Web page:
Not Making the Plays


by - Correspondent -
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Special to TigerNet from the Seneca Daily Journal/Clemson Messenger


CLEMSON --
The reasons why Clemson is 1-2 instead of 3-0 after the first three games is simple...it hasn’t made the plays.


After making the plays it needed to beat Wake Forest in Week 1, the Tigers haven’t made any plays when they needed them in two straight losses to Georgia Tech and Texas A&M.

Just like their first loss to Georgia Tech at home a week earlier ¬ when the failure to make routine plays in the closing minutes cost the Tigers a sure win ¬ they went out and did it on even a grander scale in College Station, Texas.

In Saturday’s 27-6 loss to Texas A&M, the Tigers were manhandled up front as the Aggies rolled up 324 rushing yards, while holding Clemson to a mere 58.

But even with that said, the Tigers still had their chances to make it a competitive game and even win it, if they only had made the plays.
But as we all know they didn’t.

Would Clemson have won the game?


Maybe not, but if the Tigers made the fundamental plays early on, they would have at least stood a chance and would not have fell so far behind, subsequently changing their entire game plan in the second half.

“We didn’t do anything,” said Clemson quarterback Charlie Whitehurst. “We could have at least made it a game if we’d just shown up.” And the Tigers had a lot of chances to show up.

Early in the second quarter, A&M ran play action on second and goal from the Clemson one. Facing a blitz from Leroy Hill, Aggie quarterback Reggie McNeal tried to throw the ball away while falling off his back foot. The ball got away from him, allowing linebacker Anthony Waters an easy shot at interception. Instead of catching the ball and ending the Aggies’ first scoring threat of the night, Waters dropped the sure interception and subsequently the Aggies scored a play later to take a lead they never relinquished.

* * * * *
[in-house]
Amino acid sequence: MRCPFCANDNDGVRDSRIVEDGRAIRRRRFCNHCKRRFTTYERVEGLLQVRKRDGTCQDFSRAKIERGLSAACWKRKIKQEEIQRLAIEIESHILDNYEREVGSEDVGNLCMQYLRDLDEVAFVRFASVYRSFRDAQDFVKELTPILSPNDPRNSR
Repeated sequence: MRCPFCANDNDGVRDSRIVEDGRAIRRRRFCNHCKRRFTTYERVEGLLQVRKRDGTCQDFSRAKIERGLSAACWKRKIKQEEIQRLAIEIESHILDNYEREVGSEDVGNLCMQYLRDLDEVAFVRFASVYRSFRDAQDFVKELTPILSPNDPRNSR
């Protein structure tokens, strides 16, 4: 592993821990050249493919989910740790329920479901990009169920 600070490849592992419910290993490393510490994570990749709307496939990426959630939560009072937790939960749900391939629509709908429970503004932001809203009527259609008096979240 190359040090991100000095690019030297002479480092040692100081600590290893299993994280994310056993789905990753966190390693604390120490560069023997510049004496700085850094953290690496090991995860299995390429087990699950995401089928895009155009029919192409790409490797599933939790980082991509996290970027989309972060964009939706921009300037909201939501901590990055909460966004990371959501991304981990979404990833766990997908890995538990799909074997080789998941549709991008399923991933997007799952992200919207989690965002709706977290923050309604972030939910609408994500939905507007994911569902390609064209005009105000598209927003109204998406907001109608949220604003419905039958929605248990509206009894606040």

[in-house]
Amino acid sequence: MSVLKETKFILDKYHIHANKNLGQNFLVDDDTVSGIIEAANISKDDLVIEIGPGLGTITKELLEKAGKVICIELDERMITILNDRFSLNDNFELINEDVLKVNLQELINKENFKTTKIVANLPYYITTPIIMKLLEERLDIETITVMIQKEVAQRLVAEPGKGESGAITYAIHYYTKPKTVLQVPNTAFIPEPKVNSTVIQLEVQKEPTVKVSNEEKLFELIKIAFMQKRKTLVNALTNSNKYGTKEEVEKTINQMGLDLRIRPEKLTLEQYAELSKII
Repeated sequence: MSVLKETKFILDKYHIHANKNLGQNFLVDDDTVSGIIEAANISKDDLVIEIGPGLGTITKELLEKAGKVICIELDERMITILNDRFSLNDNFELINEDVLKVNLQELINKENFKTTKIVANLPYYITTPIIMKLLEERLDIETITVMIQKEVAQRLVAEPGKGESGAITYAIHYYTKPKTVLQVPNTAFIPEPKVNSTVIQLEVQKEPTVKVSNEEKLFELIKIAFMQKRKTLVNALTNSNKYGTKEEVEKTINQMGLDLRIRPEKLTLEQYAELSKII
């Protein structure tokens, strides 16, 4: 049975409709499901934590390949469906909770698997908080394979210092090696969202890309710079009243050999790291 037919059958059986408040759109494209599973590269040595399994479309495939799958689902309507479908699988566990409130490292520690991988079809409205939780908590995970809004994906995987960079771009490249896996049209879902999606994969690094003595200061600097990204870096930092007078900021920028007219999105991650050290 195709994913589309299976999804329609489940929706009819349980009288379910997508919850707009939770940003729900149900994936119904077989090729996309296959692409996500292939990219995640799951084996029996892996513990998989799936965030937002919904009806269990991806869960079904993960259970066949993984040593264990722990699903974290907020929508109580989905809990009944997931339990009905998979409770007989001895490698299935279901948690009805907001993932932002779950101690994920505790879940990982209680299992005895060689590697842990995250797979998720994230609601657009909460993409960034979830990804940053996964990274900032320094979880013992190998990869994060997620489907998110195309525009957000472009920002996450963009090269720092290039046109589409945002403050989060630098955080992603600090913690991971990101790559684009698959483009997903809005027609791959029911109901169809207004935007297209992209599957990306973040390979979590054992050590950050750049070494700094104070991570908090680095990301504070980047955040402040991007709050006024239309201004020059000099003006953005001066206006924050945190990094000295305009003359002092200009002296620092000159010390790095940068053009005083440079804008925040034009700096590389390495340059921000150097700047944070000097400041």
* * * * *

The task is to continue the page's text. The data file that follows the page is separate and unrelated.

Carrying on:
Whitehurst pointed out it just wasn’t the defense that wasn’t making plays.

The offense had its share of missed opportunities as well.

Down 14-0 after a Courtney Lewis 29-yard scoring run, Clemson found itself with a fourth down and two at the A&M 31. Whitehurst spotted receiver Chansi Stuckey wide open across the middle and hit him in stride for what appeared to be a first down, but Stuckey took his eyes off the ball, letting it hit his right shoulder pad, deflecting it in the air and into the hands of an A&M defensive back.

After a 15-yard touchdown pass to Ben Hall and an A&M field goal, the Tigers again found themselves on the move with a chance to draw closer as halftime neared. Deep in A&M territory, Whitehurst tried to by time in a pocket that was collapsing around him. As he moved to his left to avoid the rush on the second and short play, Jonte Buhl stripped him of the ball from behind and the Aggies recovered the fumble at the 41 to end the last real Clemson threat.

“Offensively we haven’t shown up yet,” Whitehurst said about his unit’s 250-yard effort. “Internally, I’m pretty concerned right now.”

From there, the Tigers appeared to implode on both sides of the ball.
After another promising drive stalled around midfield to open the second half, punter Cole Chason ¬ Clemson’s Most Valuable Player of the night ¬ pinned Texas A&M at its one yard line. Down just 17-6 at the time, if the Tigers make a couple of plays here, the offense gets the ball back in relatively good field position and has a shot to make it a game.

However, this is the area of the field where men are separated from the boys, and A&M proved it was playing with the men.

McNeal hit DeQawn Mobley for a 30-yard gain, while facing little if no pass rush from Clemson to move the ball away from his own end zone. The Aggies, thanks to McNeal’s 88 total yards on the 99-yard drive, went on to score from there on a 3-yard Jason Carter run, putting the game out of reach and ending any hopes of a Clemson comeback


.
“We didn’t do anything on either side to change the momentum, offensively and defensively,” said Clemson head coach Tommy Bowden. “This is the worst we’ve looked.” And with road trips at No. 8 Florida State and No. 12 Virginia still lurking over the next three weeks, it’s not a good time to look bad.

Bowden and the rest of the Clemson coaches have the next few days to find those players who can make plays when they need them to the most. But they also have the task of trying to game plan for a Florida State team that is hungry for revenge as well as trying to avoid its first 0-2 start in the Atlantic Coast Conference since it joined the league in 1992.

Oh, by the way, the Seminoles have never lost two consecutive conference games.

Clemson better start making plays soon or it just might be home watching other teams make plays in late December and early January.



Will Vandervort is the Sports Editor for the Seneca Daily Journal/Clemson Messenger.

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